I think I hit a nerve. My recent blog article on the post-pandemic workforce prompted many of you to respond with questions. In those questions, I heard some resistance to hybrid work. After all, we’re talking about big changes to the way we’ve been working for a very long time.
If you’ve been feeling that resistance yourself, I want to encourage you to think about things differently. That’s because the best predictor of whether you succeed in this post-pandemic, hybrid work environment is your desire to do so. Embracing change will open you, mentally, for alternative possibilities, what is often referred to in psychology as cognitive flexibility.
What Is Cognitive Flexibility?
In my presentations, I often comment that modern humans’ survival on the planet for more than 200,000 years — in different environments, topographies, weather events, etc. — is largely attributable to one thing: our adaptability as a species. We are biologically wired to adapt. The question then becomes this: Do we adapt because we have to (kicking, screaming and complaining along the way, because we see the world as a threatening place) or because we want to (because we see the world as a playground or a place for experimentation).
Any intentional change in the history of humans has begun with a thought. Thoughts (whether we are aware of them or not) precede action. Cognitive flexibility allows us to consider different concepts and reach our goals in an ever-changing environment. It allows us to quickly see when what we are doing (such as staying with an old business model) will not lead us to success.
The Cost of Cognitive Rigidity
Since the beginning of the pandemic, we’ve seen plenty of examples of the importance of cognitive flexibility. In my field, the professional speaking industry, some speakers pivoted quickly to doing virtual presentations (showing cognitive flexibility), while others decided to “wait it out” until they could conduct business as usual (showing cognitive rigidity). I don’t have to tell you which speakers fared better.
But the importance of cognitive flexibility isn’t a new phenomenon. Back in 1975, an engineer at Kodak invented the digital camera. But the company buried it because they decided to focus on their high-margin product – film – even as the market for film eventually shrank precipitously because of the digital camera. On the other hand, Fuji Film – a direct competitor of Kodak – moved quickly into digital photography and has since become a multinational conglomerate in photography, optics, office and medical electronics, biotechnology and chemicals.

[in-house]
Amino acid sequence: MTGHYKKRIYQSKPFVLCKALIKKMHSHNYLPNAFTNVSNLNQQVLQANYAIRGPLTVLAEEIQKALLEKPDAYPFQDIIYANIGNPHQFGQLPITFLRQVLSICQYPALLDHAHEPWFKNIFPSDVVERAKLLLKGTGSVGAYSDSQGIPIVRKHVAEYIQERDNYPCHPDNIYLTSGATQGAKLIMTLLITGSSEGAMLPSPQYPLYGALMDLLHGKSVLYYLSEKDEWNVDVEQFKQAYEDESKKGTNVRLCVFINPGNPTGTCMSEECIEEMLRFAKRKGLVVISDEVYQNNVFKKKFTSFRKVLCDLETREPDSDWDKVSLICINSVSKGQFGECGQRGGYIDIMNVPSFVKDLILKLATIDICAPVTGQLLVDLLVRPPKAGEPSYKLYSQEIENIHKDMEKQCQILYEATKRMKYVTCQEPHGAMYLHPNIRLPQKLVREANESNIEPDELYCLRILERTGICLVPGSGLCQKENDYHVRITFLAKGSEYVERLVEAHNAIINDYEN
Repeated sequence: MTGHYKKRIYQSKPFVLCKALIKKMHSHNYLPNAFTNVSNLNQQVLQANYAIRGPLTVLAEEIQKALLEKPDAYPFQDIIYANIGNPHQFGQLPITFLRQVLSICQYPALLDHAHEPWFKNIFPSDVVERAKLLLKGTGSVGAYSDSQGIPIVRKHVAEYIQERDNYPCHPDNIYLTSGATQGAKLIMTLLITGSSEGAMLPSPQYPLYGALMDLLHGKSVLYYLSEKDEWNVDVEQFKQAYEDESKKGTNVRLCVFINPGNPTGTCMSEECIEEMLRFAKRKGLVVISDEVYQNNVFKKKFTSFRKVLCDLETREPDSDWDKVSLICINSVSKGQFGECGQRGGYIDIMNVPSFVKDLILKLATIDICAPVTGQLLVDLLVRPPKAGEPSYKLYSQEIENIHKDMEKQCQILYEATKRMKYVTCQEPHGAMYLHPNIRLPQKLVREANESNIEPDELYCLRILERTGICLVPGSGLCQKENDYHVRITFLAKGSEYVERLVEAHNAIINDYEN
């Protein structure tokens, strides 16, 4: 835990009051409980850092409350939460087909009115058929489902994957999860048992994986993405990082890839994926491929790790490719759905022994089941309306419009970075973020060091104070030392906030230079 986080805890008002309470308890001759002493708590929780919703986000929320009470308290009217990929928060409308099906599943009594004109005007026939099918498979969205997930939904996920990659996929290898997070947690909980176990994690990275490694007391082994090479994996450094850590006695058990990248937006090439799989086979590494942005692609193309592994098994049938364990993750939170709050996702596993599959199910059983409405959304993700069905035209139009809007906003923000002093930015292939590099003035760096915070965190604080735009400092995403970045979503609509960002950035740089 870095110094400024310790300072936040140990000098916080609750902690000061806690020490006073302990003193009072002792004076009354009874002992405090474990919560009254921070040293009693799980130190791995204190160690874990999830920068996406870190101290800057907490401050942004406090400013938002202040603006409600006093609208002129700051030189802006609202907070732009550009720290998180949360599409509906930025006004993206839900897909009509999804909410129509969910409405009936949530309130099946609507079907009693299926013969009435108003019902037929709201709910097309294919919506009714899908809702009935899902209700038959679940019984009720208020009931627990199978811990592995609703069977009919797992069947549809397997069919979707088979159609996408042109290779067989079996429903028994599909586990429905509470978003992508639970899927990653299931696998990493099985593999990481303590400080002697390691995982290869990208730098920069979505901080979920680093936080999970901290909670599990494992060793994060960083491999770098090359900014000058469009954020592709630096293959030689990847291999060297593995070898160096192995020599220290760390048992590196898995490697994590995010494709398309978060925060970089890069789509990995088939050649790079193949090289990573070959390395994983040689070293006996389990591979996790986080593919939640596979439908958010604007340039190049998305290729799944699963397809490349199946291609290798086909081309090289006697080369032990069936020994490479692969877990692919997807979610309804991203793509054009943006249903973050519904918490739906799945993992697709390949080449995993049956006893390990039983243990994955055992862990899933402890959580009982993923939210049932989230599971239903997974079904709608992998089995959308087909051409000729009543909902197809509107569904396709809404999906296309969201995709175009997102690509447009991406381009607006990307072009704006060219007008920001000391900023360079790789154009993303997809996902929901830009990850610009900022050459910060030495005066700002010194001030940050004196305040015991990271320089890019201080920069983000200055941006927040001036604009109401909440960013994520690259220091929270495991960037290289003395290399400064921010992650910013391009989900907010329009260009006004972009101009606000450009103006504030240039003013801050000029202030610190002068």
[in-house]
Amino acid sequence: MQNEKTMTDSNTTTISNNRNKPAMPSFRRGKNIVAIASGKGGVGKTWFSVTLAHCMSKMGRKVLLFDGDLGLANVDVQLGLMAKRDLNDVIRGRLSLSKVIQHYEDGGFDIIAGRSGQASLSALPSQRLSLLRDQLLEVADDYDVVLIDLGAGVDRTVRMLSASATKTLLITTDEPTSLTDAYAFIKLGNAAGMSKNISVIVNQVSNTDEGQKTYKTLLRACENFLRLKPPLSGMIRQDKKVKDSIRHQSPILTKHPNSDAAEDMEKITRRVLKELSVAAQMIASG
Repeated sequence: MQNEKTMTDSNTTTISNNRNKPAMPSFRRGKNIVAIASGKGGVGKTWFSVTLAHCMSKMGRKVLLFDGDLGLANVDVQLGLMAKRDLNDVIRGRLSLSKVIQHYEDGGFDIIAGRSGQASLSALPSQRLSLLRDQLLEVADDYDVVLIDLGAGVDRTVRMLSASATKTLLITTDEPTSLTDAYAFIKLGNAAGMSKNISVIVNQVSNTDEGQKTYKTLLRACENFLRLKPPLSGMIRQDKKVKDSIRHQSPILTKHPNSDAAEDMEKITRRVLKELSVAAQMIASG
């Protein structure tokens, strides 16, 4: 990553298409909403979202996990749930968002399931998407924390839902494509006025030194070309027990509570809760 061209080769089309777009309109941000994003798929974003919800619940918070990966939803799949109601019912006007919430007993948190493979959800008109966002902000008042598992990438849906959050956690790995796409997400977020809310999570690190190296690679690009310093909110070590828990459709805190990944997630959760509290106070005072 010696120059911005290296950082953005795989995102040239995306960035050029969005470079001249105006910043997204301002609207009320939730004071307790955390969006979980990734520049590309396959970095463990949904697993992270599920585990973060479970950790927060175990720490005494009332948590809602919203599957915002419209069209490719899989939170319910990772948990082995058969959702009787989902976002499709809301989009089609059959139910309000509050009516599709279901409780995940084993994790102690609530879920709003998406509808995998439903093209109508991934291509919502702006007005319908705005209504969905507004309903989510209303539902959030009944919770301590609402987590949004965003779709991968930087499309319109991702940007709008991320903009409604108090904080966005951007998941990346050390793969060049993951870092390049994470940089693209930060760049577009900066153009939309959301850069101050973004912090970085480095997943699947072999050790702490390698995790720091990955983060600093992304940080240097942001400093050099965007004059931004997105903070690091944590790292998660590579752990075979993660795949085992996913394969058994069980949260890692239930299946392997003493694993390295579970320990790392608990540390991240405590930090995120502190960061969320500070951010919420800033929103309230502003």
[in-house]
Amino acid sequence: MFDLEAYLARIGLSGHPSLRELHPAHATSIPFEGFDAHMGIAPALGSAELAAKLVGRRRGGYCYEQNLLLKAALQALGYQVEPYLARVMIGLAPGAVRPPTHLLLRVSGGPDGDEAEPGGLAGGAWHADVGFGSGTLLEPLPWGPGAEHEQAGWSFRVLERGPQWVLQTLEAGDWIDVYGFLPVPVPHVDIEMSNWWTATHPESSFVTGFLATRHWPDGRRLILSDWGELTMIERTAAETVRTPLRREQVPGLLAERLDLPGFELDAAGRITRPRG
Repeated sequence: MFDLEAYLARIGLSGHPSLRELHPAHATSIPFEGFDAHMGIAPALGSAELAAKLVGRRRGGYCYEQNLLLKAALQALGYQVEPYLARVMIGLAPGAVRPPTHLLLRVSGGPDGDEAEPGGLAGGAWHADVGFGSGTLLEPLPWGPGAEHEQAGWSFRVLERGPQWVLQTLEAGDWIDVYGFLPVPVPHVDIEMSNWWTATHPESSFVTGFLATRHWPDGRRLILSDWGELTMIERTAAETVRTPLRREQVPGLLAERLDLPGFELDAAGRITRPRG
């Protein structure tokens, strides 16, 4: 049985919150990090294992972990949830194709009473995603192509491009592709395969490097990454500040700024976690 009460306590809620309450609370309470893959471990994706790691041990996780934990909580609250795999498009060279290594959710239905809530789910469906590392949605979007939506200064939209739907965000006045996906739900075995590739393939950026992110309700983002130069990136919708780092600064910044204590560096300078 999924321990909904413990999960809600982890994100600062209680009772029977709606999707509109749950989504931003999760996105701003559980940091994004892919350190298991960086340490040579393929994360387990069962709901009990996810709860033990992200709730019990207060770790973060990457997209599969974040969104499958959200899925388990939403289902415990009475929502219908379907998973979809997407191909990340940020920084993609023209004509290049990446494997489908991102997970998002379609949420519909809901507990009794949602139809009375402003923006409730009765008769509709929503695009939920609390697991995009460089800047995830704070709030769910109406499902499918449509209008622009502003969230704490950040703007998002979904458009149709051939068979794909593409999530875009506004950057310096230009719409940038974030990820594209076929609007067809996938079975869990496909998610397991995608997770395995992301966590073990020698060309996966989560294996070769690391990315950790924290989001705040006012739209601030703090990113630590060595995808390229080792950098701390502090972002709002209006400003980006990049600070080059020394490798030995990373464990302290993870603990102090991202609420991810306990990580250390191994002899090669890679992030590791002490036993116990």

Which company do you want yours to resemble?
The Future is Flexible
Just as cognitive flexibility strongly predicted how both individuals and companies coped with pandemic restrictions, it will also predict a leader’s or an organization’s ability to adapt to the hybrid workforce.
As I laid out in my last article, it’s clear why the future of work is hybrid: In a hyper-competitive business landscape and a global war for talent, organizations must understand what increases employee performance, engagement, recruitment and retention. And we have the research showing both that hybrid work improves performance and that employees want and expect more autonomy in how they do their work.
So how can we exercise cognitive flexibility to move strategically and intentionally in this new direction? I offer you the following 2X2, adapted from work done by Lynda Gratton, a professor at London Business School.
The X-axis represents Time, from Constrained to Autonomous. The Y-axis represents Location, from Constrained to Autonomous.
Location has gotten most of the attention during the pandemic as so many employees moved from constrained (at work or in an office) to autonomous (working from home or anywhere).
Time is the axis that fewer seem to be aware of or appreciate fully. Along with the location shift also came a shift in the time axis from constrained (working synchronously with others) to autonomous (working asynchronously whenever people choose).
Before Covid-19 most companies offered little autonomy over both dimensions (lower-left quadrant): Employees worked at the office for prescribed hours. Some experimented by giving employees more flexible hours, moving them into the lower-right quadrant. Others experimented by offering employees more flexibility in where they worked – most often from home – moving them into the upper-left quadrant. Very few went directly into the upper-right quadrant – which represents the hybrid work environment. These, however, are the very businesses that will be leading out of the pandemic and securing their future success — thanks to cultures that can increase productivity, employee satisfaction and talent acquisition.
As I continue this series of articles about succeeding in the hybrid workforce, I’d love to hear your questions and comments. If you would like to discuss this topic further, just drop me a note. In my next article, we will discuss collaboration in a hybrid work environment.
Until then, let’s keep cultivating our culture, together!